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'Dodgy dossier' was 'wrong', its author says

The government official who wrote the first draft of the "dodgy dossier" that helped propel Britain into war in Iraq today admits, "We were wrong."

John Williams, a former Foreign Office aide, said last night that publication of his document would expose how members of Tony Blair's team were locked in a mindset that made military action inevitable.

On Wednesday, ministers will hit a deadline for publishing the 2002 document, after years of resistance.

The Williams draft was written in September 2002, only days after Mr Blair, then Prime Minister, announced that the Government would publish a dossier of intelligence showing that Saddam Hussein threatened the world with his weapons.

The draft was not disclosed at the Hutton inquiry into the death in 2003 of the former Iraq arms inspector David Kelly. The scientist had suggested the dossier was exaggerated to justify the UK joining the 2003 invasion.

Mr Williams, press secretary to three foreign secretaries, said that the dossier would show how wrong the Blair team was about Saddam's alleged possession of WMD. Mr Williams said: "The argument was that here was someone who had been known to possess illegal weapons. We regarded him as a threat." He added: "The document will show the mindset that everyone had. It was wrong and we know that now."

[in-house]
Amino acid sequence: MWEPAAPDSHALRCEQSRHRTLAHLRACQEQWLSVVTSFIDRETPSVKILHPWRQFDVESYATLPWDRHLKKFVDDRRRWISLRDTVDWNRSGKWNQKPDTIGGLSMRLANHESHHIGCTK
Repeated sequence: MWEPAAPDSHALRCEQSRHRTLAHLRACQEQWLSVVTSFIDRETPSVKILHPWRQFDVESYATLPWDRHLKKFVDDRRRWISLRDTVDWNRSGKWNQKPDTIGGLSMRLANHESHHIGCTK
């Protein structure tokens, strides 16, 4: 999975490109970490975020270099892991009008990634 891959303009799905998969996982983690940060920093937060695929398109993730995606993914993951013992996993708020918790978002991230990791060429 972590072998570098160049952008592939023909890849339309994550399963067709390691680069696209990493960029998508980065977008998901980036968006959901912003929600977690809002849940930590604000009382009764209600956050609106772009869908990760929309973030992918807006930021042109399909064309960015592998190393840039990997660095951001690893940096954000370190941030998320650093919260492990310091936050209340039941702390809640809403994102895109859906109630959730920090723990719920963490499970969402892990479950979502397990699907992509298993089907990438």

The Government has yet to decide whether to publish the draft dossier, in line with an information tribunal judgment last month.

Ministers have insisted that the dossier was entirely the work of intelligence agencies, but Mr Williams's role remains unclear. Mr Williams denies that he came up with the claim that Saddam could have launched a WMD strike within 45 minutes.

He said: "I was a member of the team looking at it.... I used the available information to write it, but [intelligence chief] John Scarlett was then commissioned to write it instead."

Andrew Murray, chairman of the Stop the War Coalition, said it was time the British people were told the truth: "The issue is how much the decision was based on intelligence, and how much [it was] a product of manipulation in Downing Street."